[0080] The operation and advantages of another embodiment of the present system may be appreciated by way of a second example scenario wherein the network security system presents a virtual network to the attacker. Referring to FIG. 8, when an attacker probes the network using a DNS query, step 801, a network security DNS deception unit captures this query, step 803. The deception unit compares the attacker's query against a Boolean logic table to determine whether this query is allowed, steps 805, 807. If the check against the Boolean logic table indicates the query is allowed, the deception unit takes no action but continues to monitor DNS queries, step 807. However, if the DNS query is determined to be not allowed, the network security system responds by returning deceptive IP address data to the attacker, step 809. This deceptive IP address data redirects the attacker to a security system router deception unit and/or to a security system firewall deception unit, step 809. The security system router deception unit then responds to all further queries from the attacker by simulating a virtual network, including simulated host computers and simulated sub-networks, step 811. Thus redirected, the attacker may remain deceived while probing and accessing computers, sub-networks and files that do not in fact exist, while the security system gathers information on the attacker and network security personnel gain time to secure the real network from the attacker. This example scenario demonstrates how the network security system may use deception to respond to neutralize an attack without denying network access to legitimate users or risking loss of valuable information.

[0081] One of skill in the art would recognize that the above system describes the typical components of computer systems connected to an electronic network. It should be appreciated that many other similar configurations are within the abilities of one skilled in the art and all of these configurations could be used with the method of the present invention. Furthermore, it should be recognized that the computer system and network disclosed herein can be programmed and configured, by one skilled in the art, to implement the method steps discussed further herein. It would also be recognized by one of skill in the art that the various components that are used to implement the present invention may be comprised of software, hardware, or a combination thereof.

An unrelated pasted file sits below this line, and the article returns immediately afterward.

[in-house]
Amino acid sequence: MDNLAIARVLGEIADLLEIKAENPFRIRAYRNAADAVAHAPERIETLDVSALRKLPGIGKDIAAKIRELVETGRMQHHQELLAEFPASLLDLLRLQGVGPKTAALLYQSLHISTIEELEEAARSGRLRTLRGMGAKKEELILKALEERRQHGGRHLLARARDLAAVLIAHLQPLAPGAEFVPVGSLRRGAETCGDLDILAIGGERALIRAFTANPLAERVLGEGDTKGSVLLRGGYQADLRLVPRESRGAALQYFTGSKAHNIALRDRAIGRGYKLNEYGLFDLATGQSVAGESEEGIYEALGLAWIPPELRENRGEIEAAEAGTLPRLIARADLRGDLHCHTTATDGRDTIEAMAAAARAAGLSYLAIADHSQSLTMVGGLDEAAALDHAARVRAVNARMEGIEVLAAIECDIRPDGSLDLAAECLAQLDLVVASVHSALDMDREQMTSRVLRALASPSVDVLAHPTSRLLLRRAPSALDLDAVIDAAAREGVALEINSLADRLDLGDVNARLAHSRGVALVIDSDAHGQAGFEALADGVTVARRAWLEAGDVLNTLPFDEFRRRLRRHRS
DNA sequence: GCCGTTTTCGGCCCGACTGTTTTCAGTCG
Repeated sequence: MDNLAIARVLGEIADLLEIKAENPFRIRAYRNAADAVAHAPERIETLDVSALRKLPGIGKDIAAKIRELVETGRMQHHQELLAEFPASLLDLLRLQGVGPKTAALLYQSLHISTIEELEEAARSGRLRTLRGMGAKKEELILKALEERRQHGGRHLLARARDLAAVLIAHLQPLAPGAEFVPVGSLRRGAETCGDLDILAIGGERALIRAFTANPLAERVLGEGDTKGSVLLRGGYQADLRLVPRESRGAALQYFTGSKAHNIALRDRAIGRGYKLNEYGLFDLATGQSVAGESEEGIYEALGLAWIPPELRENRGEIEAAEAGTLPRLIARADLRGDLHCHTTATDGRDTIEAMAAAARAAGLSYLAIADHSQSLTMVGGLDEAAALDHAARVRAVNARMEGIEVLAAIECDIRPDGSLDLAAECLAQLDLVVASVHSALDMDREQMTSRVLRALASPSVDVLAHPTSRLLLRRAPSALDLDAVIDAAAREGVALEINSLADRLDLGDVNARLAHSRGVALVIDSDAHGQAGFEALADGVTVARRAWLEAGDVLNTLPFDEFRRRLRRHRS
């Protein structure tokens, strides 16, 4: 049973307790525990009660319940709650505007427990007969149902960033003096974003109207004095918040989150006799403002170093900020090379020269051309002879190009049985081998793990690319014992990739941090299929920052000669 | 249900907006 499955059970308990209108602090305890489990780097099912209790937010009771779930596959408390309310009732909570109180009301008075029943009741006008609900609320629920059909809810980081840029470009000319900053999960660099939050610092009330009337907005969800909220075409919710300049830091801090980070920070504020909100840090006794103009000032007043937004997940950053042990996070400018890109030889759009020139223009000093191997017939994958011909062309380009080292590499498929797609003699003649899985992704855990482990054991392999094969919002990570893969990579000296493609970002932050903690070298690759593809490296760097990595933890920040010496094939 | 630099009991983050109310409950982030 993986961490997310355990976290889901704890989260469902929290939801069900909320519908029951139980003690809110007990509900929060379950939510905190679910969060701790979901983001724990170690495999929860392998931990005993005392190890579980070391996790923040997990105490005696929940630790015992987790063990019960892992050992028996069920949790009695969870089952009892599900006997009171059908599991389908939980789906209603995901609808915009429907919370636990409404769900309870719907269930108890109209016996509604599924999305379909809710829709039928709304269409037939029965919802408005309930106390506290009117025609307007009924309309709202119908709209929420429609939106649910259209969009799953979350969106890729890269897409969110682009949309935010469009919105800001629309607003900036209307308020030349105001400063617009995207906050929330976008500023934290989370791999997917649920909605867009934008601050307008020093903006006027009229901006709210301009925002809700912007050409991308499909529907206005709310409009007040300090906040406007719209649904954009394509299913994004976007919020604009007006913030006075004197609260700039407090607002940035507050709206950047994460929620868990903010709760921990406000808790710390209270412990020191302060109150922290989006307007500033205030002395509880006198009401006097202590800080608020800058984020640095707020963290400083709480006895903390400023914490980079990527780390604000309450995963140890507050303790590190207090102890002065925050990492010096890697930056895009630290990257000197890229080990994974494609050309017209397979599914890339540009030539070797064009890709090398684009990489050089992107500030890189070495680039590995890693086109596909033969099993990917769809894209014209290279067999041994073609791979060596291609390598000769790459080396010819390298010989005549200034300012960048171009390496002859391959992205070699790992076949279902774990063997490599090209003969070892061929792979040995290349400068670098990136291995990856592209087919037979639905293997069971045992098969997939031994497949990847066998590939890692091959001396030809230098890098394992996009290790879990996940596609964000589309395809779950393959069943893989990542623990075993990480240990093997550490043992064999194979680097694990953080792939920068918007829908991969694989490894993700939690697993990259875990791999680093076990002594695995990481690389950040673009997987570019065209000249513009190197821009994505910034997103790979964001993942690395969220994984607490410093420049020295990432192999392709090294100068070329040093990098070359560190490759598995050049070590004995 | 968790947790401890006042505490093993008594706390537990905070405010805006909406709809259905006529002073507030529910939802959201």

[0082] The foregoing description of a preferred embodiment of the invention has been presented for purposes of illustration and description. It is not intended to be exhaustive or to limit the invention to the precise form disclosed, and modifications and variations are possible in light of the above teachings or may be acquired from practice of the invention. The embodiments were chosen and described in order to explain the principles of the invention and its practical application to enable one skilled in the art to utilize the invention in various embodiments and with various modifications as are suited to the particular use contemplated. It is intended that the scope of the invention be defined be the claims appended hereto, and their equivalents.

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Classifications
U.S. Classification726/23
International ClassificationG06F21/00, H04L29/06
Cooperative ClassificationG06F21/552, H04L63/1416, H04L63/1491, G06F2221/2101, H04L63/1441
European ClassificationH04L63/14D10, G06F21/55A, H04L63/14D, H04L63/14A1